Weather forecasts on Friday morning were predicting no snow at all for cornwall, and a light dusting over Devon's moors. The main roads had been gritted but it has no effect when eight to ten inches of snow falls in the space of five hours. I think it's a pity that people have been looking for someone to blame, when for most of us living in Cornwall, this amount of snow was a dream! Surely worse things have happened to people than being stuck in their cars for a few hours! Well done to the emergency services to a job well done. Here's to plenty more snow and days off work this winter!

David Roberts
We left Snowdonia in Blizzards and heavy snows , but on well treated and ploughed roads through wild conditions we managed to get down through the whole length of Wales and finally to Cornwall in about 5 hours!! The rest can only be described as a farce we were stuck , as was everyone else in a mindless queue of traffic in marginal winter conditions , with the only info coming from Radio Cornwall and a friendly man with cups of Tea near Bodmin Parkway. We originaly were directed on to the A390 where we headed only to wait an hour to be told that was being shut so use the A38 ! Fine except this took forever I had a 2 year in the car with me and luckily as I had been mountaineering in North Wales was well equipped with my gear , nonetheless the engine had to be kept on to prevent temperatures plumetting. Anyway we finally got back to The Lizard at 2am - 16 hours after we started. Where were the gritters? & the snowploughs ? etc! etc! etc and why could those abandoned cars not simply have been pushed off the road - instead of left where they stopped , so that we all had to go single filearound them?? I suggest a visit to the Highland Region in Scotland is a must for Cornish operatives , to see how they manage to keep The A82 across Rannoch Moor open and flowing in 100 MPH winds and a 24 hour blizzard - Think about it please next time that a bit of snow is forecast !!

Colin
In Addition to my previous notes. Another month and it certainly would have been a White Christmas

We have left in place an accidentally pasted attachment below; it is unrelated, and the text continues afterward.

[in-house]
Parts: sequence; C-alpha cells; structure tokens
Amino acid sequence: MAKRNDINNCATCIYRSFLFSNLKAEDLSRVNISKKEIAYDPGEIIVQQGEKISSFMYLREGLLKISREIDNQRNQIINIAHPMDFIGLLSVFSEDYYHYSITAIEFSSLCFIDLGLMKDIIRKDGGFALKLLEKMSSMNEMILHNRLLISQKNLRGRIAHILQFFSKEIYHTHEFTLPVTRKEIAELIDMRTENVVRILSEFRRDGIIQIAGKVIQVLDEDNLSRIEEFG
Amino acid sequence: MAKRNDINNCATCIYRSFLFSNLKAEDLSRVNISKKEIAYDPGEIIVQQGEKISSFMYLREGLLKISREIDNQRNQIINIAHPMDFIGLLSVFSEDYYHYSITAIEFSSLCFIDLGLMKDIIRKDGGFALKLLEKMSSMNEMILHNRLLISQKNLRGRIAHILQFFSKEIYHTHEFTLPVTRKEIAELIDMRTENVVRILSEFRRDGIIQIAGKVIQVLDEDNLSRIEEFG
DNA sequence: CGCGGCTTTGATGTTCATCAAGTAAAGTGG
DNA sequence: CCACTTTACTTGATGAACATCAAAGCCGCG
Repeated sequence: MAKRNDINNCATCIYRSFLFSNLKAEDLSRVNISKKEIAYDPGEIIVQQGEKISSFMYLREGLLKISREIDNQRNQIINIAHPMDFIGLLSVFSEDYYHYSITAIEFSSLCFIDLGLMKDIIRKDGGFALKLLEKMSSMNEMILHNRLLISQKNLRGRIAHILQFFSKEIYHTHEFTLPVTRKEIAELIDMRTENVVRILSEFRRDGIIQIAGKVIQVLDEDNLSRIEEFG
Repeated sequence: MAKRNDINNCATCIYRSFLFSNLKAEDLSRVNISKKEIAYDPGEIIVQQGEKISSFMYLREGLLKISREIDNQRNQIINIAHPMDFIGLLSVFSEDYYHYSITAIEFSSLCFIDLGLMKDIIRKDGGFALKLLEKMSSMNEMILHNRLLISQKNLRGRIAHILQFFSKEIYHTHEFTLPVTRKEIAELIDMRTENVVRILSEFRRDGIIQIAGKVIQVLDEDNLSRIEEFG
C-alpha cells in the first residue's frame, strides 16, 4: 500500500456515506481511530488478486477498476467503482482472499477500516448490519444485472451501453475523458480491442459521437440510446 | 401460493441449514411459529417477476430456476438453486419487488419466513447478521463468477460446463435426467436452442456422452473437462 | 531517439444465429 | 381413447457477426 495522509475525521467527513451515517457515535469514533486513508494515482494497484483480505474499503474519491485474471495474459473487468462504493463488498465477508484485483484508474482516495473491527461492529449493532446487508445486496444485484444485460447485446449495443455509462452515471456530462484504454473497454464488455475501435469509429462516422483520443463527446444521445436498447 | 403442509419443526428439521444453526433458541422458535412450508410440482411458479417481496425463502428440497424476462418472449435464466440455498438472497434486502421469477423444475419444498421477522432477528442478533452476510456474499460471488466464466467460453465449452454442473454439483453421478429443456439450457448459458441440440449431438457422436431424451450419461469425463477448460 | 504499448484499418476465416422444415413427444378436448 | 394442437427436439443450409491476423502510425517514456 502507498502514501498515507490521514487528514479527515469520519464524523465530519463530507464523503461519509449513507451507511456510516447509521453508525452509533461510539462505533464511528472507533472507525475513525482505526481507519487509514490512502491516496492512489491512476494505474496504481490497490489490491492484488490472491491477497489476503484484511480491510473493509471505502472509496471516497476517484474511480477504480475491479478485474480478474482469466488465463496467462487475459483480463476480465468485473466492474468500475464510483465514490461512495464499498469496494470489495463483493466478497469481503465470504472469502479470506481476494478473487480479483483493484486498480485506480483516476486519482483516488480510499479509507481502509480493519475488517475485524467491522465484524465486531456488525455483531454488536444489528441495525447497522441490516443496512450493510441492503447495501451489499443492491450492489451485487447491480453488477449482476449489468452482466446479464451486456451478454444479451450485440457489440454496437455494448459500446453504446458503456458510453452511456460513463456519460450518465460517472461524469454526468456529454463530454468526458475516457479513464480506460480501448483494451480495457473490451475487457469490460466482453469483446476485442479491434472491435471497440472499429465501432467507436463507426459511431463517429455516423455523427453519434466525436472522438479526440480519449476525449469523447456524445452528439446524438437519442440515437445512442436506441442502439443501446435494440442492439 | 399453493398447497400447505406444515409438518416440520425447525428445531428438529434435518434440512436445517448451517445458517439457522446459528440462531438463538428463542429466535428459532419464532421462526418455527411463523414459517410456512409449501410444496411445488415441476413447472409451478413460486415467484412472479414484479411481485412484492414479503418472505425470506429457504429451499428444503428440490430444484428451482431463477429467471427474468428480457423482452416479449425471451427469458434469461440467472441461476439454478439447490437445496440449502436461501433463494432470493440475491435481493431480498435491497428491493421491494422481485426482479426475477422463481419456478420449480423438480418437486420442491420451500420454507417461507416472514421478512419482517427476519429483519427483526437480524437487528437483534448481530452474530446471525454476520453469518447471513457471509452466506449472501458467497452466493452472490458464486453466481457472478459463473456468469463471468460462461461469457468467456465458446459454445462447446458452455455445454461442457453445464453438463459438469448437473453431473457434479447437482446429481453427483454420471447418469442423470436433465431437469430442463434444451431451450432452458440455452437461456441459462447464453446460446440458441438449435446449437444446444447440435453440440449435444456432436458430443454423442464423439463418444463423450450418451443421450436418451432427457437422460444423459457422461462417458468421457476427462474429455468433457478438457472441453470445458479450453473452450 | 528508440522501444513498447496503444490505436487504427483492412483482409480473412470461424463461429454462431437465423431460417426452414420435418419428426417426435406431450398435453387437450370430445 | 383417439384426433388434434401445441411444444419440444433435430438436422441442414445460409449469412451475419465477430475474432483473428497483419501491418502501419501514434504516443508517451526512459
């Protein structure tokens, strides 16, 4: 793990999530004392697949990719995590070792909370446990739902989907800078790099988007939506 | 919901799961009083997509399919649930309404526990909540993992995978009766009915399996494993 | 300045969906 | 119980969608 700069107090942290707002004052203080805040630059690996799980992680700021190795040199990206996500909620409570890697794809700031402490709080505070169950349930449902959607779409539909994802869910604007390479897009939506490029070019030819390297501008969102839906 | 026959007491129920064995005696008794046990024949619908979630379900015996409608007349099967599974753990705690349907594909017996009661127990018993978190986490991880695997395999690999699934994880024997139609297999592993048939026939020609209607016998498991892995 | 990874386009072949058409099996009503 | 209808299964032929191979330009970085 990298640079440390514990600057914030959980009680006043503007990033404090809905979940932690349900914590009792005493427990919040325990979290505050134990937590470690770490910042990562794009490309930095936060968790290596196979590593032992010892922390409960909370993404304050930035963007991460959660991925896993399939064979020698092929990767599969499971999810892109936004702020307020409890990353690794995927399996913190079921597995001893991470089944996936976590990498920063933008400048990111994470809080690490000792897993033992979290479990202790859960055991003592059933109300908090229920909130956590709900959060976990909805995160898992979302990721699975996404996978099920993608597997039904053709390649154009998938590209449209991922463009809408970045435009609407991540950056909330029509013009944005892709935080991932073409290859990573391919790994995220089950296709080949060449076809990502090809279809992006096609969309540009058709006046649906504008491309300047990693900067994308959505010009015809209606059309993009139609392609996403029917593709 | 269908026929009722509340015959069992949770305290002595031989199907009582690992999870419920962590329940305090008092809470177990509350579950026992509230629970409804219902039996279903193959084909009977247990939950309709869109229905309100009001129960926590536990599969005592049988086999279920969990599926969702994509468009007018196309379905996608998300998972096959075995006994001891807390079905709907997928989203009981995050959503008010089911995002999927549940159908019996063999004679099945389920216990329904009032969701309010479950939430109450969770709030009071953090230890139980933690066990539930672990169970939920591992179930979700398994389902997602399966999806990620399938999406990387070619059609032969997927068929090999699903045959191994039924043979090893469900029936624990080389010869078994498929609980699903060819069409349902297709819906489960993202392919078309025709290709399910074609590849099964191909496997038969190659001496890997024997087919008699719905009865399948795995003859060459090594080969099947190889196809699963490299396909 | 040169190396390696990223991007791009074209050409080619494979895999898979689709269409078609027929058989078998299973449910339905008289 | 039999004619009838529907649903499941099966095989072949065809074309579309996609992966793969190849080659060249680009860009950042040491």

Kelly & Chris Davies
Hi, My husband and I were on our way to Truro from Bristol on Friday afternoon and heard about the accident on the A30. We decided to drive up to the A39 via the A395 to avoid the back log of cars on Bodmin moor but found the roads to be horrendous! It took us two hours to travel 4 miles and eventually we got to Camelford where the police stopped us, as the road to Wadebridge was impassable. We ended up in Camelford Sports Centre for the night, sleeping on a crash mat. It was freezing but thankfully the Army flew sleeping bags and blankets to us. In all it took us twenty hours to get from Bristol to Truro.. longest yet!! I would like to thank all of those that helped us in Camelford Sports Centre, it was very much appreciated. Thanks.

Bob Ford
I left Leicstershire, with a friend, for my home near Falmouth at 9.20 last Friday. We had bright sunshine all the way. At approx. I had a message saying that there had been a "build-up" of traffic in the Jamaica Inn area reported on Radio Cornwall. We decided to continue our journey. We encountered the said "build-up" just after Launceston. There had been no sign of gritting, gritter lorries or anything else that might have indicated that the authorities had taken any notice of the weather reports of the past 48 - 72 hours that snowfall could be expected in the Southwest on Friday. How niaive of us to expect that the Emergency Planners would do their jobs! We were trapped on the Moor for more than 8 hours, often at a standstill for over an hour at a time. Luckily our planning had been a little better, because although we expected that the authorities would do an efficient job of dealing with an anticipated heavy snowfall, we still took precautions with regard to food, petrol etc. When we finally cleared the jam it became obvious that we had been deliberately 'held' on the Moor so that Truro, St.Austell etc. could be ungridlocked. After all, releasing the 500 or so vehicles that were travelling westwards would only have exacerbated the serious situations that existed down the line. Small comfort to those with children, elderly people or with little petrol. Cornwall Emergency Planners should be ashamed of themselves and a Public Enquiry should be set up to ensure that the County are better prepared for the future. I have lived in Upstate New York where up to six feet of snow can fall in a few hours - the people there would never believe that they could ever face the dreadful situation that we did. We finally arrived home at midnight.